Florida man warns about saltwater poisoning after dog dies days after beach trip

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A Florida man is warning pet owners to keep a close eye on their dogs this summer after a routine trip to the beach led to the freak death of his beloved black Labrador Retriever, O.G.

Chris Taylor had to put his pup down on Wednesday — just days after the pet was playing and swimming around a beach in the Tampa Bay area. Veterinarians told Taylor his dog suffered from saltwater poisoning.

 

 

"It still feels surreal," Taylor told Fox 13. "It doesn't feel like reality. I [have] to get a grip on that and realize that it is real and he's gone."

Drinking seawater can have deadly consequences for both humans and animals alike.

"When humans drink seawater, their cells are thus taking in water and salt. While humans can safely ingest small amounts of salt, the salt content in seawater is much higher than what can be processed by the human body," the National Oceanic and Atmospheric Administration (NOAA) explains on its website, adding that it leads to dehydration.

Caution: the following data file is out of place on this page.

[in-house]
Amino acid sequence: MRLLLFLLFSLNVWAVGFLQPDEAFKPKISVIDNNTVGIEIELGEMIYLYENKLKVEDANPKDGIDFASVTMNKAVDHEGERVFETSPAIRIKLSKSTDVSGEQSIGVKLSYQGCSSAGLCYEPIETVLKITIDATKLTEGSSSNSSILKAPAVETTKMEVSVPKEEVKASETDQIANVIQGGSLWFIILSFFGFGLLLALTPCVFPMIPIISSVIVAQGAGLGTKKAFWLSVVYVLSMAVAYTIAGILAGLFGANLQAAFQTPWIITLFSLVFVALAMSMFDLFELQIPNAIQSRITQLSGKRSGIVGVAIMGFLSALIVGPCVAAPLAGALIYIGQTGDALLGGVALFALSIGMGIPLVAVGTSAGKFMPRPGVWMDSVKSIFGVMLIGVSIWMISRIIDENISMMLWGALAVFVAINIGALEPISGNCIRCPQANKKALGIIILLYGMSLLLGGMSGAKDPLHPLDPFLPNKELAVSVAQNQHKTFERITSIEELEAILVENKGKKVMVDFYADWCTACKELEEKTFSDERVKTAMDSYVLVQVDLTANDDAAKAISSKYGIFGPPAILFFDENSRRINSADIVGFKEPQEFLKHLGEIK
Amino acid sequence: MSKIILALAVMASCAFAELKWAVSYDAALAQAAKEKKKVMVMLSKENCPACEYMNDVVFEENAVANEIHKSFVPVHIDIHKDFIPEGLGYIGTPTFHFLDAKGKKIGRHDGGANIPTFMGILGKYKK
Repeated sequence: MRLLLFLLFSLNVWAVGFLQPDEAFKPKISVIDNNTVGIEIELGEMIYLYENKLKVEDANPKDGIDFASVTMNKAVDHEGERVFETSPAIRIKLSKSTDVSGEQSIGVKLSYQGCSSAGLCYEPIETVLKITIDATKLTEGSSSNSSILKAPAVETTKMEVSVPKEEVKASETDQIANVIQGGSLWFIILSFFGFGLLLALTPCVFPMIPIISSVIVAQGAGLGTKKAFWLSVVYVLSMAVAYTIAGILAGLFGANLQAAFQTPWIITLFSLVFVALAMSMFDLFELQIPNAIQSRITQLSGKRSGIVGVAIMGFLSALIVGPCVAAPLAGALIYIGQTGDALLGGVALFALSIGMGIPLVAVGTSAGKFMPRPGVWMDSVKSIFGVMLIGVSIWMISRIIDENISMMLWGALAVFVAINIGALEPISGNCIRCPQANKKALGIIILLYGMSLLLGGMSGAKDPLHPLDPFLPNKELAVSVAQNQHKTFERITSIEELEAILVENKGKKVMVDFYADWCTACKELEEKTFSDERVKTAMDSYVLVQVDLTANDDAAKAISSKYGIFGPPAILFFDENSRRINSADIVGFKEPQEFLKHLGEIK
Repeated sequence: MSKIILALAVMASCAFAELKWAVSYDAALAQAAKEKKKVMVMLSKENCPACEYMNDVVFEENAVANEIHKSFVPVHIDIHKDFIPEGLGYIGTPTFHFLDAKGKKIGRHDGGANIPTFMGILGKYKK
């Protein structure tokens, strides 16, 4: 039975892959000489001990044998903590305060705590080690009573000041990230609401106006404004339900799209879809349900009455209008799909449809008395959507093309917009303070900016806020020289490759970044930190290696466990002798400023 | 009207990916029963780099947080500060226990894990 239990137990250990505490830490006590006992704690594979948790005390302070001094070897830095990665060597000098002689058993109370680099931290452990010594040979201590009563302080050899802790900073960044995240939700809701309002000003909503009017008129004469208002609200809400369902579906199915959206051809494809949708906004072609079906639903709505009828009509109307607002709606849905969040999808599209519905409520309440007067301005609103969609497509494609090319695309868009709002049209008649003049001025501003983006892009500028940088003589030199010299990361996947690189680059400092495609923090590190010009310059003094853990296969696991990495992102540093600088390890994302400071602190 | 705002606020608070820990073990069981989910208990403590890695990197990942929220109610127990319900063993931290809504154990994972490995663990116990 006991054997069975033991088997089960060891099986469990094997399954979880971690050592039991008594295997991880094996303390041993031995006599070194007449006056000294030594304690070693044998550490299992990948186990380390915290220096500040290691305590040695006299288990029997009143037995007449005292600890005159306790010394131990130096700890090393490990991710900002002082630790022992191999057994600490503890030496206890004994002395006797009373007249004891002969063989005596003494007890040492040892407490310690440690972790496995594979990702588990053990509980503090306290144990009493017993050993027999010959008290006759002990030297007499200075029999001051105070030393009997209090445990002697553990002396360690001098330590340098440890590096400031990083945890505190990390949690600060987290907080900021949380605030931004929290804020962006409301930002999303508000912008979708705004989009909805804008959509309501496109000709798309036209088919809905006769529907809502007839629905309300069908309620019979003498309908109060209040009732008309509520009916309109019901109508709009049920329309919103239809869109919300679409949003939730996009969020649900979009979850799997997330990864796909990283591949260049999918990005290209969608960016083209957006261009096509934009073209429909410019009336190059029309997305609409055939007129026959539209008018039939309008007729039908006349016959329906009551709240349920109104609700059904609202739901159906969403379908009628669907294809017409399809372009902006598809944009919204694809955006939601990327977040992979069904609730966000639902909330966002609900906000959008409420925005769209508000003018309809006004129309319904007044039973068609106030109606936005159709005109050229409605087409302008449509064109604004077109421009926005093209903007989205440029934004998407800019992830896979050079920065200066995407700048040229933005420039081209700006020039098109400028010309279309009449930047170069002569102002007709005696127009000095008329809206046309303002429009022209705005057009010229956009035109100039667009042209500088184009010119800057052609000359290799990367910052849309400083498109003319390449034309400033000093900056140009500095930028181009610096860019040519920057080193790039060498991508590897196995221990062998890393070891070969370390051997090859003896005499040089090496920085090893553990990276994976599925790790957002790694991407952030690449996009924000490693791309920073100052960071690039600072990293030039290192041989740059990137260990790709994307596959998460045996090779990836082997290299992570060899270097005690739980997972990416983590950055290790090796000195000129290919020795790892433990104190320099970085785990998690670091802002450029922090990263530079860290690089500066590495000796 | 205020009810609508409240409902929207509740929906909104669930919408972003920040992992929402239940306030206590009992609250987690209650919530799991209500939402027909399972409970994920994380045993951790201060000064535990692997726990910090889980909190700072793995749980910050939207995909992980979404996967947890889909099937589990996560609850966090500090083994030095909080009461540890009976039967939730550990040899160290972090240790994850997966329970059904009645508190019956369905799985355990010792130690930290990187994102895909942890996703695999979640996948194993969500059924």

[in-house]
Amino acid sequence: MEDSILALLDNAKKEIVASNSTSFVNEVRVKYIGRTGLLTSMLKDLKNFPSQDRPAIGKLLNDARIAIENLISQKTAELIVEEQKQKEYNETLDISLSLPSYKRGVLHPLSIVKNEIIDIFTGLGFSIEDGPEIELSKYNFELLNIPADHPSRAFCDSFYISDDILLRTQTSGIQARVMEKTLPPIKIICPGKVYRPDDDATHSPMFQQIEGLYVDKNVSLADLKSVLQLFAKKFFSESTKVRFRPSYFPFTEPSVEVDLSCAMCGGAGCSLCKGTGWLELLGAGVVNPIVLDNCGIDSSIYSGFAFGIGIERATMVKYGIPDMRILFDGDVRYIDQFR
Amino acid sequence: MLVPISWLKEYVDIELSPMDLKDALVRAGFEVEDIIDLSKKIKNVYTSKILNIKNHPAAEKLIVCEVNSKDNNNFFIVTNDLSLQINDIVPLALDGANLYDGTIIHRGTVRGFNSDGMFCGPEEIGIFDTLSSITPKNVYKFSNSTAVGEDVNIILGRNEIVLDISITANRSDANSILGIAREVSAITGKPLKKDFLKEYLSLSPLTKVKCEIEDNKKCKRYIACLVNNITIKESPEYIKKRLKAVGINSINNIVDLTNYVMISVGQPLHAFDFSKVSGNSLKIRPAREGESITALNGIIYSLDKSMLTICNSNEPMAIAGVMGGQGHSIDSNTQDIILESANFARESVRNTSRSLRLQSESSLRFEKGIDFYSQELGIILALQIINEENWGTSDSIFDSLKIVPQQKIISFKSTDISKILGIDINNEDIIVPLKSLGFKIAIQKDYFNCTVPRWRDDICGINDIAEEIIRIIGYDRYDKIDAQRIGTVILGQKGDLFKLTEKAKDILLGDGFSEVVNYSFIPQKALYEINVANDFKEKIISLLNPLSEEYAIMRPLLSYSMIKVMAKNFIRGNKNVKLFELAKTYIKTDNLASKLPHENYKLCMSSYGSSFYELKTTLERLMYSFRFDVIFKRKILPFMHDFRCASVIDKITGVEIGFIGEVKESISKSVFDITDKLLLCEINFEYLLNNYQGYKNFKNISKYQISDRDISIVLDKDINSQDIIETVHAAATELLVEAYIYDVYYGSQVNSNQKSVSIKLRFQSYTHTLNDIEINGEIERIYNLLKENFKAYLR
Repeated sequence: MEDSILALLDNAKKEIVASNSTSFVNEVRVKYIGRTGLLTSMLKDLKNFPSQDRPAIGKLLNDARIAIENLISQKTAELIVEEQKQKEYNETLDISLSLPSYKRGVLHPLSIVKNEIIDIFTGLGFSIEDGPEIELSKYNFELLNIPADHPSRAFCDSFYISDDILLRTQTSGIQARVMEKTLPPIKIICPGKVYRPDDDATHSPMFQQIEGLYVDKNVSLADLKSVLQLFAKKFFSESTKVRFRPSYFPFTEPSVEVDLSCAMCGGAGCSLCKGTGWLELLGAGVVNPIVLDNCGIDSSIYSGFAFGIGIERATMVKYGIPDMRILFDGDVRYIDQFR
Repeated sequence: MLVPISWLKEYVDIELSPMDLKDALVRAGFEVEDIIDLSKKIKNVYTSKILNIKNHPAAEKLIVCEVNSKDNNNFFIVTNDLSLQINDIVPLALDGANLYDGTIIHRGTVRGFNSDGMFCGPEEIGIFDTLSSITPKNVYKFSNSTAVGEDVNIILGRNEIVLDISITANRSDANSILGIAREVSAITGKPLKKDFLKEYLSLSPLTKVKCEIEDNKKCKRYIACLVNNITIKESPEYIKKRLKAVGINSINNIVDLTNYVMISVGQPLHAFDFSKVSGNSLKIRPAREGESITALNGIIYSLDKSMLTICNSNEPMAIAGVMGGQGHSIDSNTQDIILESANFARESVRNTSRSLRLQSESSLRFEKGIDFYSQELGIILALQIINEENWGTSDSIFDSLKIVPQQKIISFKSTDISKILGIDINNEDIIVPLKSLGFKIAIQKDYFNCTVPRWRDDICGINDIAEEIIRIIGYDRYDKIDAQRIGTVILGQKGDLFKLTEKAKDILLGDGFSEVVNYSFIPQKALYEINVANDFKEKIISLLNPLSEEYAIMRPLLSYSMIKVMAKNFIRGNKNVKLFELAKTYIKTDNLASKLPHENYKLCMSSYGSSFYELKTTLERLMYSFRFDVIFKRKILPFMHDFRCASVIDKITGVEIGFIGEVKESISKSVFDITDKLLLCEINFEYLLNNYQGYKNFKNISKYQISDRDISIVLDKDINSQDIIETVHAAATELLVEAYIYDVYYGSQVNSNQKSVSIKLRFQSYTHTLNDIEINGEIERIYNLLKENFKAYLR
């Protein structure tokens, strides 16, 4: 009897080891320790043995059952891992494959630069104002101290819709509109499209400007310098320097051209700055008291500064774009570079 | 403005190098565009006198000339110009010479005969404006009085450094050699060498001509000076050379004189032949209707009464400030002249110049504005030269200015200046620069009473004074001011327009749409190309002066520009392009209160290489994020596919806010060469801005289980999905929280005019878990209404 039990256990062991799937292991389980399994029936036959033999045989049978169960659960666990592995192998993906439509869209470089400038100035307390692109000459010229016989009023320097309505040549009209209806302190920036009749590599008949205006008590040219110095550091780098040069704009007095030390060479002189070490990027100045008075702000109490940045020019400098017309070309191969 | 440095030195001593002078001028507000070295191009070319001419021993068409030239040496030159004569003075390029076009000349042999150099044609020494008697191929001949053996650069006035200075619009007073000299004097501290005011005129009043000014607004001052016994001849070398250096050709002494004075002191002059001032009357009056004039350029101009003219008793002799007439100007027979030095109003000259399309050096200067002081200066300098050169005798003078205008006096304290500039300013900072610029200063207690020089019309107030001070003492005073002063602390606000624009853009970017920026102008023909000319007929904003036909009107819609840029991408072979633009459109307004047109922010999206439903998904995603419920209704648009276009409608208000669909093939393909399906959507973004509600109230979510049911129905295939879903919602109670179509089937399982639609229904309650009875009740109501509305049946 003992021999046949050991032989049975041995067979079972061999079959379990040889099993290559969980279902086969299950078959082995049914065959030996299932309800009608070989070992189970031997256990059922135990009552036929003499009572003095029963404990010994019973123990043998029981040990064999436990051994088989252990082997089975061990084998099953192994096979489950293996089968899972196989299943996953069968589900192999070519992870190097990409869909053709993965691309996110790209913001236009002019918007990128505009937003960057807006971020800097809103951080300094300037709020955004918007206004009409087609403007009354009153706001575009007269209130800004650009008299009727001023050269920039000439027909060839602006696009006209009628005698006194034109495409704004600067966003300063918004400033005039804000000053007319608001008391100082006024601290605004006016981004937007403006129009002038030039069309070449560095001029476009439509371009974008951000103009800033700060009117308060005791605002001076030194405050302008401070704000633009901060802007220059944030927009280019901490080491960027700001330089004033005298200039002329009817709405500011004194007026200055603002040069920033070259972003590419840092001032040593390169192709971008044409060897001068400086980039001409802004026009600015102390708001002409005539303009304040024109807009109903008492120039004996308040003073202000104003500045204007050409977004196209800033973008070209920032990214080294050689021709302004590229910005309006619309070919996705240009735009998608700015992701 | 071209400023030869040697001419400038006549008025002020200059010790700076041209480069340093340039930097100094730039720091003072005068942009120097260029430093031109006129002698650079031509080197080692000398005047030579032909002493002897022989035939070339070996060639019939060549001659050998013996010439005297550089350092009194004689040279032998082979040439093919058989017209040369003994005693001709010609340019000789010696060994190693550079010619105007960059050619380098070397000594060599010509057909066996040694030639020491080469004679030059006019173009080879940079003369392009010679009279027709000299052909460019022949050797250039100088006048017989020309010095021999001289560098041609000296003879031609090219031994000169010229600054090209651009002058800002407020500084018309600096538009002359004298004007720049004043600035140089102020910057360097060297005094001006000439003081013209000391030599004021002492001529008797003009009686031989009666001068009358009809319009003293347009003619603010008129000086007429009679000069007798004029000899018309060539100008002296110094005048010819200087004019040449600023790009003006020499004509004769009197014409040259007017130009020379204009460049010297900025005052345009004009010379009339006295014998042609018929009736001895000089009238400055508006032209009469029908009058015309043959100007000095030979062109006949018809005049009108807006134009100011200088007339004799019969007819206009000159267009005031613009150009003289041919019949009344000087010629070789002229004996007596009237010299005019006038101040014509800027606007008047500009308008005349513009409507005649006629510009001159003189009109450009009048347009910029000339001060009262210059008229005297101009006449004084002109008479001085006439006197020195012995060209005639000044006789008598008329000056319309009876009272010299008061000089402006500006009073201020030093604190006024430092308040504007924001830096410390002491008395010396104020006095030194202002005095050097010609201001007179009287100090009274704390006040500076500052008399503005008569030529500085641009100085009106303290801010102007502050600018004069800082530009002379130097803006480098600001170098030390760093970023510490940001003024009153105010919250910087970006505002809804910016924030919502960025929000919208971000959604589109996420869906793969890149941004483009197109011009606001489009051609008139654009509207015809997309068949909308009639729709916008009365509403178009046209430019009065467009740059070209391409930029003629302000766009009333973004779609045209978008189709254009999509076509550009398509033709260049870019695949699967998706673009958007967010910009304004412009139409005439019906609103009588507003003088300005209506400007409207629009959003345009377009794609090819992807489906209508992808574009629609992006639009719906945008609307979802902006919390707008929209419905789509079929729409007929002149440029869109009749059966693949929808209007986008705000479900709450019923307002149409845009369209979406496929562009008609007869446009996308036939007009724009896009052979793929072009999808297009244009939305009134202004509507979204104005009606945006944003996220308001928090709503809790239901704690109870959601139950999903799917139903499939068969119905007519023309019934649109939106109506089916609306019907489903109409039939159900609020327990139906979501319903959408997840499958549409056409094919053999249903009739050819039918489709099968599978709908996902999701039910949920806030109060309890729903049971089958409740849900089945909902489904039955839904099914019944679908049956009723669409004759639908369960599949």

Taylor said he began to see symptoms shortly after they left the beach. O.G. was a "little wobbly," he said, adding that the dog also had diarrhea. The 29-year-old thought he was just tired from their Monday adventure and thought a day of rest would help.

At first, O.G. appeared to be back to normal. But two days later, the dog took a turn for the worse. He stop eating and Taylor rushed him to the hospital, where vets said his brain was swelling and he wasn't going to make it.

"Accidents can still happen," veterinarian Melissa Webster told Fox 13, explaining that dogs often mistake salt water for fresh water.

The veterinarian reminded pet owners to frequently give their dogs fresh water if they take them to the beach and to monitor them for signs of saltwater poisoning, which includes diarrhea, vomiting or fatigue.

Taylor hopes his story will prevent the deaths of other dogs. He will always remember O.G.'s "vibrant spirit."

"If there was a tennis ball and a stick in a big body of water that's what he would love to do most," Taylor recalled.



Source: foxnews

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